National Association for Rights Protection and Advocacy


Keynote address: Unhinging Services from the Coercion Racket


Are we talking about advocacy? What kind of advocacy? Have you noticed people demanding services that are often dependent on the industry of coercion and profits? It seems necessary to many advocates, including peer advocates, to ask for services that demand compliance, especially when the withdrawal reactions from drugs are fueling the violence and impairment that is used to justify forced treatment. Peer work, indeed advocacy of all types, requires a call for rights, but it also needs to work on creating spaces for successful respite from sanist coercion, to show that alternatives are not only possibly but necessary. Are there examples? What advocacy unhinges the service paradigm from the coercion racket in a time of few social supports and independent peer work?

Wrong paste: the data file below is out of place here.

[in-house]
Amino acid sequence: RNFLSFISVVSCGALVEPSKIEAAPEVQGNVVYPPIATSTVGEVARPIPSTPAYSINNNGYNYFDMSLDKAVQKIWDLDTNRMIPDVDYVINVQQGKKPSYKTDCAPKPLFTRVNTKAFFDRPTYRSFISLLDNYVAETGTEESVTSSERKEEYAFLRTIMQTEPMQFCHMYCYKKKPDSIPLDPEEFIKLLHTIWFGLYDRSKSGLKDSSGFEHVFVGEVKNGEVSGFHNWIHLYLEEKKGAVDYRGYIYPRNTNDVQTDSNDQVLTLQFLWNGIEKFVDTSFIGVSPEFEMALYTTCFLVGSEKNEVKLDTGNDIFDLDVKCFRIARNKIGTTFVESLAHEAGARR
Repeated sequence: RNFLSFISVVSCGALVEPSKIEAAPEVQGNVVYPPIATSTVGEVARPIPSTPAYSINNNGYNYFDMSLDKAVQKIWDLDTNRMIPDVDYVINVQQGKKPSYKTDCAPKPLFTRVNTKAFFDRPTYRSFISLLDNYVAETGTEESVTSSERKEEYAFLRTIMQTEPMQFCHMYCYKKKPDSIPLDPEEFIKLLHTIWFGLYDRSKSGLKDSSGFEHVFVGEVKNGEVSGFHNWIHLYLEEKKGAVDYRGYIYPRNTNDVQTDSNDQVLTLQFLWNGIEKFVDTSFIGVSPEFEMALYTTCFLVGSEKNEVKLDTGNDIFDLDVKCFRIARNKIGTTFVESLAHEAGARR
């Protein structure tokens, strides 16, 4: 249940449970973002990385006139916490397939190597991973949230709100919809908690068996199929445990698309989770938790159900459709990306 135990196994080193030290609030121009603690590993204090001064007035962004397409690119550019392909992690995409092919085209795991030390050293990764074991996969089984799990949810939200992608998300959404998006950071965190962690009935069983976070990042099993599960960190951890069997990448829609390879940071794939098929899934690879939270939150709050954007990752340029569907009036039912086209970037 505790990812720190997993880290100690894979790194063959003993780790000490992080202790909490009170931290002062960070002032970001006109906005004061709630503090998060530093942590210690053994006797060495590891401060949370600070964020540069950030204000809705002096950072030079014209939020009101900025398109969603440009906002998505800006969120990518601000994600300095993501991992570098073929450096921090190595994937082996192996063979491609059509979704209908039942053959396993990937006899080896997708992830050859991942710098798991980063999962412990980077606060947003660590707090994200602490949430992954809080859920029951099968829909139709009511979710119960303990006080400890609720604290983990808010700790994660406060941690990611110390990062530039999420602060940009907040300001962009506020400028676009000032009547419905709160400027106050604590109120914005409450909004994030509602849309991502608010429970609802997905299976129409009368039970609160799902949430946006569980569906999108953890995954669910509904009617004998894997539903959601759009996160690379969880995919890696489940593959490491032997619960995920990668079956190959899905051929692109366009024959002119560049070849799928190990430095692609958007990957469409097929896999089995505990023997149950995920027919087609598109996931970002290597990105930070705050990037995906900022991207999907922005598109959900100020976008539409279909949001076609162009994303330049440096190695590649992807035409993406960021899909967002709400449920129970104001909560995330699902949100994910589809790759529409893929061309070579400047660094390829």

Erick Fabris is a lecturer at Toronto’s Ryerson University and author of Tranquil Prisons, Chemical Incarceration Under Community Treatment Orders, an ethnography on the sanism of forced and coercive ‘treatment’. Erick was a psychiatric patient in 1993, and joined other detainees to start the first Psychiatric Survivor Pride Day in Toronto that year. 


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